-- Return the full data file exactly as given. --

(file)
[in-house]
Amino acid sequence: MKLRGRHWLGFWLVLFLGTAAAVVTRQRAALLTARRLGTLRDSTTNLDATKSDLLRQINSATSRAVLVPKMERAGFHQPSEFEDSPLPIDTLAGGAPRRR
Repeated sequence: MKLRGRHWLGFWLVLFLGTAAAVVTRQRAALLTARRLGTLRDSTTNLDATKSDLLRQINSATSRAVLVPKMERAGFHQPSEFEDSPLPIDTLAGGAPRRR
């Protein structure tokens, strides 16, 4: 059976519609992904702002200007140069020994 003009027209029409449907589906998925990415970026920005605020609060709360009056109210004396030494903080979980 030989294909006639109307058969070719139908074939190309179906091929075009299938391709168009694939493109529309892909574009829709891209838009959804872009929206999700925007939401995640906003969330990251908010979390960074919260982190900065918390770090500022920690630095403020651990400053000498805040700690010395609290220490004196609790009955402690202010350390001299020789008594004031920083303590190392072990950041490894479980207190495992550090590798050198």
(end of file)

[in-house]
Amino acid sequence: MKLRGRHWLGFWLVLFLGTAAAVVTRQRAALLTARRLGTLRDSTTNLDATKSDLLRQINSATSRAVLVPKMERAGFHQPSEFEDSPLPIDTLAGGAPRRR
Repeated sequence: MKLRGRHWLGFWLVLFLGTAAAVVTRQRAALLTARRLGTLRDSTTNLDATKSDLLRQINSATSRAVLVPKMERAGFHQPSEFEDSPLPIDTLAGGAPRRR
């Protein structure tokens, strides 16, 4: 059976519609992904702002200007140069020994 003009027209029409449907589906998925990415970026920005605020609060709360009056109210004396030494903080979980 030989294909006639109307058969070719139908074939190309179906091929075009299938391709168009694939493109529309892909574009829709891209838009959804872009929206999700925007939401995640906003969330990251908010979390960074919260982190900065918390770090500022920690630095403020651990400053000498805040700690010395609290220490004196609790009955402690202010350390001299020789008594004031920083303590190392072990950041490894479980207190495992550090590798050198």